Below are some of the other Blogger and Podcaster that will be joining in this monthly feature next month will be the official start and not ever person on this list will be able to participate each month, but hopefully enough will that we will get a wide variety of experience and insights that we will all learn something. As other bloggers join in I will add links to their sites so you can just post though to them right and each bloggers will do the same making it easy to find all the postings. If you are a blogger or a podcaster and you would like to participate let me and I will give you the details.

Oldwolf Workshop Studio

Monday, October 10, 2011

My First Woodworking In America

This year was my first Woodworking In America, and I thought I would share a few thoughts with everyone. I went as a volunteer this year to run a camera for Ron Herman's first two sessions classes, which worked out good for me because that as two of the classes I wanted to attend. The classes was combination planes and shooting boards. both subject Ron is very knowledgeable in. I had some technical problems like when I first got in the class room there was no camera and when I went out to see if I could find out where I could get one someone just drop a camera off back in the class without even giving me a few minutes of instruction in the operation of the camera or telling me if they wanted me to record the class. so I got everything working and faked it until I made it, all the while trying my best to to stay out of Ron's way and using the camera when it was needed. I wish there would of been more chance for hands on, but I can see where the amount of people who attend and time we had how it would be a problem.

The classes where interesting and informative, but they where short and kind of like a condense lecture that went over mostly material that we have gotten from the magazines over the years. Now I am not saying they wasn't interesting and they there wasn't nothing to learn, because that not true it's just there was small nuggets of information about lots of different things to learn there. If you where going to just learn something like say, how to improve cutting dovetails while you might get some great tips I think you would come away disappointed overall and would better off spending your money on a class at Chuck Benders school. Now if you when there wanting expand your ideas about woodworking in general, and meet some great guys, see wonderful tools and have just a fun filled weekend talking, eating, and drinking woodworking, then you surly won't be disappointed as I wasn't.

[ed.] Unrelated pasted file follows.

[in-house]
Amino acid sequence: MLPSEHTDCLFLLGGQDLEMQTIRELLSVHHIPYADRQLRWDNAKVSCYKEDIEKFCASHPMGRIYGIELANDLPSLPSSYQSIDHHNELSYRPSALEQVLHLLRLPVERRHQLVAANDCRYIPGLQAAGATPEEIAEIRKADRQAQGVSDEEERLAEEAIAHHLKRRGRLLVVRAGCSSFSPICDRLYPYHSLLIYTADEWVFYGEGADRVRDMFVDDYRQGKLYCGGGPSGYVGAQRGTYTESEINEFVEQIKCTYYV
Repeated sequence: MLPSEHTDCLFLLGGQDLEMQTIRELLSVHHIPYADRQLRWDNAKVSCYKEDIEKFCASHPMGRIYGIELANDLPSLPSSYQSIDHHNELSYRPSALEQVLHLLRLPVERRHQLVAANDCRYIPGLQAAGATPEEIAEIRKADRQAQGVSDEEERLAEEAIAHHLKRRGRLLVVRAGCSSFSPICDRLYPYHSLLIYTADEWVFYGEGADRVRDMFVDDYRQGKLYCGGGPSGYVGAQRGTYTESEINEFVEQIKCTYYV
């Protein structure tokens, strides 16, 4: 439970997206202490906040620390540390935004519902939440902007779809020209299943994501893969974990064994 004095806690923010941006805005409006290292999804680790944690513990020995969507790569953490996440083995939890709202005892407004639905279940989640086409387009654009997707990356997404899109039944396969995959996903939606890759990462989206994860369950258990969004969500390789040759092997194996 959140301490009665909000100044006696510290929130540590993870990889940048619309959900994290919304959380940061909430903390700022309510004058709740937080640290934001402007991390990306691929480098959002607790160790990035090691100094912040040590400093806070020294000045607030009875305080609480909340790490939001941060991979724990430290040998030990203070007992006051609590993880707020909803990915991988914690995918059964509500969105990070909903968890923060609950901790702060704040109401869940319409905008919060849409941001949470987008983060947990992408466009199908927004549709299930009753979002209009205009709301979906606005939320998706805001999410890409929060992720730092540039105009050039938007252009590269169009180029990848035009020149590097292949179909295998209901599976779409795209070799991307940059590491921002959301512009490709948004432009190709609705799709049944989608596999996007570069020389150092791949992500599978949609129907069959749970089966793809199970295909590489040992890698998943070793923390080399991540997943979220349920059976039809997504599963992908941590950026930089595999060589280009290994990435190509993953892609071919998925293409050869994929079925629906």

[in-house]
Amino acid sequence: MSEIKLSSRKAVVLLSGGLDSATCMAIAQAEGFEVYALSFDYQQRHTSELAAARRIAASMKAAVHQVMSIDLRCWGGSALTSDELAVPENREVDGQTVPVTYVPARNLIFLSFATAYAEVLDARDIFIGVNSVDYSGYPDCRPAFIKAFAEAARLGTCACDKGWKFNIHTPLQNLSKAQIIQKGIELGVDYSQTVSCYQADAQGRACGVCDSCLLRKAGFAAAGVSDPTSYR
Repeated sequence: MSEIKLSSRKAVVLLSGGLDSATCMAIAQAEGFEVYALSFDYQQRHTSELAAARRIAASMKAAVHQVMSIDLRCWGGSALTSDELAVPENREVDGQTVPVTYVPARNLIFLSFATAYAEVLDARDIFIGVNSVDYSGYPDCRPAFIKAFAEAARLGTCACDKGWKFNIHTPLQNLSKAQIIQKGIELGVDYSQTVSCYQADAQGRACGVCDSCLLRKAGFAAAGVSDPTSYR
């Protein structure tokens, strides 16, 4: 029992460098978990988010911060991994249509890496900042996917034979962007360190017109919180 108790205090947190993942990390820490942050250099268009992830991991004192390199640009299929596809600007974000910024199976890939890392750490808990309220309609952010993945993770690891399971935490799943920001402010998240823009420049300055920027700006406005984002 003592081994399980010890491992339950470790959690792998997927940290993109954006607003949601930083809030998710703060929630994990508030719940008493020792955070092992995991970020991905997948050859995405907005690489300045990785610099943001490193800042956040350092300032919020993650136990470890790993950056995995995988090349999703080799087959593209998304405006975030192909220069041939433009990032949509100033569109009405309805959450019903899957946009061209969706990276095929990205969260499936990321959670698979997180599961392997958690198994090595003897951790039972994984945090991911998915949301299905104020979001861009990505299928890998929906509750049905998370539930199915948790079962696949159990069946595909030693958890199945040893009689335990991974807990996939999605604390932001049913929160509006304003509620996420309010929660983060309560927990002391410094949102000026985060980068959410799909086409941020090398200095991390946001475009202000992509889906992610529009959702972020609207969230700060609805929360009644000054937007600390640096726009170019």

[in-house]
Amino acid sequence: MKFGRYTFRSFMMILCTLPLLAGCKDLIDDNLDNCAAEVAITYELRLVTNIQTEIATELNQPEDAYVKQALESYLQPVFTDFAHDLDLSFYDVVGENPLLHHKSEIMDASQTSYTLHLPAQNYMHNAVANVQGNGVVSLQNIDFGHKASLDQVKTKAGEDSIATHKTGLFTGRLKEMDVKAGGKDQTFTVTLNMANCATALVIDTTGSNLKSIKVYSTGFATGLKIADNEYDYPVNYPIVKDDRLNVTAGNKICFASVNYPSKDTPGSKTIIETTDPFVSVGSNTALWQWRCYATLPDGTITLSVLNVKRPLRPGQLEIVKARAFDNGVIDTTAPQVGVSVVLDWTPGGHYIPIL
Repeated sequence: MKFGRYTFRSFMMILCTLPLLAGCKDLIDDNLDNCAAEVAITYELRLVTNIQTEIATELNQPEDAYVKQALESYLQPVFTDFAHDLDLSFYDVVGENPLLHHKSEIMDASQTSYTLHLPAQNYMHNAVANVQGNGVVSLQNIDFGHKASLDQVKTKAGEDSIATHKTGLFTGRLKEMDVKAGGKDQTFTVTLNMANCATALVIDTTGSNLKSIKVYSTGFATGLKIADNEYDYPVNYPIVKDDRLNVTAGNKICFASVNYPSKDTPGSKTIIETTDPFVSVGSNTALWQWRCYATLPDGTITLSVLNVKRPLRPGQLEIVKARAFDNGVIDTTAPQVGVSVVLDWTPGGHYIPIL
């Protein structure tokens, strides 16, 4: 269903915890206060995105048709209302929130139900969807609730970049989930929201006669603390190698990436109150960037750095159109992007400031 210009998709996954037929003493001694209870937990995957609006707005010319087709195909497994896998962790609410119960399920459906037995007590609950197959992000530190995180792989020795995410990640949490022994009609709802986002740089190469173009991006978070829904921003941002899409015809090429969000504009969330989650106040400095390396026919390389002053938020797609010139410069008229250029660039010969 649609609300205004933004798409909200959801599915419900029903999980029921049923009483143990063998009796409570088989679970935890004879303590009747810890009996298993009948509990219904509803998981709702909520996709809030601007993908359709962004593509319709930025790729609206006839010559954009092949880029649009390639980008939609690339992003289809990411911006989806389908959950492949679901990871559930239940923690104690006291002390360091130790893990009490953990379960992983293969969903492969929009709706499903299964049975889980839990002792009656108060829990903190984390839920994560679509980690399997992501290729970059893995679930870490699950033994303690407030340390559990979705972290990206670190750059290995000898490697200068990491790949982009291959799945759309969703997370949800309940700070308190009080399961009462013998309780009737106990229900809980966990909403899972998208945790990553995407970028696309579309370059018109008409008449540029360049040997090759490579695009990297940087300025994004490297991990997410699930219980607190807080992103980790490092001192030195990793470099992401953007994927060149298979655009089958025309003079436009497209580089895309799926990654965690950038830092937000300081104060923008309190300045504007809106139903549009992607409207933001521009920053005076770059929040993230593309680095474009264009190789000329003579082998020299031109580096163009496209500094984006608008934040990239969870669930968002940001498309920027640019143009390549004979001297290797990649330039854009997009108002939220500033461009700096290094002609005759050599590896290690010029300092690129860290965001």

Like I said the classes where interesting and informative, but the market place was where all the action was. there where some wonderful tools that honestly as a tradesman I could never afford to own, but they where fun to play with. The toolmaker where great to talk and are a wealth of information. There was a mix of power tools and hand tools I even saw some air nailers and the neatest air brush by Grex. Getting a chance to talk to guys like Chris Wong who makes top escapement hollow and round planes, and Shannon at the Hand Tool School, and of course the guys at Lee Valley was a treat for me and my wife.

The hand tool Olympics had to be funniest spot on the floor, the guys and girls that works that event not only are friendly and helpful they have a great sense of humor. I really have to say I haven laugh as much that weekend as I did standing around ribbing the other bloggers as they cut their dovetails. I even stepped up and cut the first hand cut dovetail I have cut in twenty five years, and to be honest I have been rethinking using my router and start cutting them by hand. maybe? but the point is if I wouldn't of tried them there I would even be considering it now.

The best thing about Woodworking In America  for me was the people. This was the first time I have had a chance to meet most of the bloggers that I talk to on google, twitter or face-book and read their blog's everday.  I had a chance to meet and talk face to face with these guy, to laugh and drink with them, and now I feel like I made some friends that will last a life time even if I never see them again in person.

Will I go back? well I all ready started a coin jar and I'm saving for WIA12, and even if I don't get to go back as a volunteer I will find a way to get there somehow.